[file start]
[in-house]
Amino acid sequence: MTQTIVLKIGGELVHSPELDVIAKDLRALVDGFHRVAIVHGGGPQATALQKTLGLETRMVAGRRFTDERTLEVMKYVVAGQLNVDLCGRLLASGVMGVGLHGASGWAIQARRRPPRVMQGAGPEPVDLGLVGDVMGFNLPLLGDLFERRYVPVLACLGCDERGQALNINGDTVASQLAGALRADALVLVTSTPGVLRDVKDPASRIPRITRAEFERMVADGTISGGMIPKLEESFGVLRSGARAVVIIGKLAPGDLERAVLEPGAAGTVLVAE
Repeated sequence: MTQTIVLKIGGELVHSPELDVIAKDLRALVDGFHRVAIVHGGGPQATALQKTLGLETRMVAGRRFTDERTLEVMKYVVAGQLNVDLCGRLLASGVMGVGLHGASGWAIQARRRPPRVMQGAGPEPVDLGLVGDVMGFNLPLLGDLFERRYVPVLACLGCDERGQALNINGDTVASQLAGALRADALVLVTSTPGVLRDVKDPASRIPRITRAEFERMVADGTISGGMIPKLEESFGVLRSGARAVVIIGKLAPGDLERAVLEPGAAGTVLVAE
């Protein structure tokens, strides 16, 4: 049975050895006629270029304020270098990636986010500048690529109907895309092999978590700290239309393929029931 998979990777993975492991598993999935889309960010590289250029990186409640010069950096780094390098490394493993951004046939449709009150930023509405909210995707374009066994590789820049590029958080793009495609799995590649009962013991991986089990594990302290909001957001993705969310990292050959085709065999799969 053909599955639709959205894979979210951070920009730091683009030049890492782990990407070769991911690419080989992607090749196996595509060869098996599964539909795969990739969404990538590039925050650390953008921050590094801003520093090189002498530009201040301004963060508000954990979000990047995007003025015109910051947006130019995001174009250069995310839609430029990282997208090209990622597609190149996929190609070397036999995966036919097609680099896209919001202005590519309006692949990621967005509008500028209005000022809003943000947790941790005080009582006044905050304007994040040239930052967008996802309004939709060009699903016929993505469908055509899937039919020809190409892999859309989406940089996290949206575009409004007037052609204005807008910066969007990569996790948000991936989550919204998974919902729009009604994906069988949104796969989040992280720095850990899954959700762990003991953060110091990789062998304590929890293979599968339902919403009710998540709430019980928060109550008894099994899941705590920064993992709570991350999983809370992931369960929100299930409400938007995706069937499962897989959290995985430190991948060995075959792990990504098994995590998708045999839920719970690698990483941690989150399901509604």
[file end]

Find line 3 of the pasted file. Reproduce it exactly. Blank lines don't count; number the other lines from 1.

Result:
Repeated sequence: MTQTIVLKIGGELVHSPELDVIAKDLRALVDGFHRVAIVHGGGPQATALQKTLGLETRMVAGRRFTDERTLEVMKYVVAGQLNVDLCGRLLASGVMGVGLHGASGWAIQARRRPPRVMQGAGPEPVDLGLVGDVMGFNLPLLGDLFERRYVPVLACLGCDERGQALNINGDTVASQLAGALRADALVLVTSTPGVLRDVKDPASRIPRITRAEFERMVADGTISGGMIPKLEESFGVLRSGARAVVIIGKLAPGDLERAVLEPGAAGTVLVAE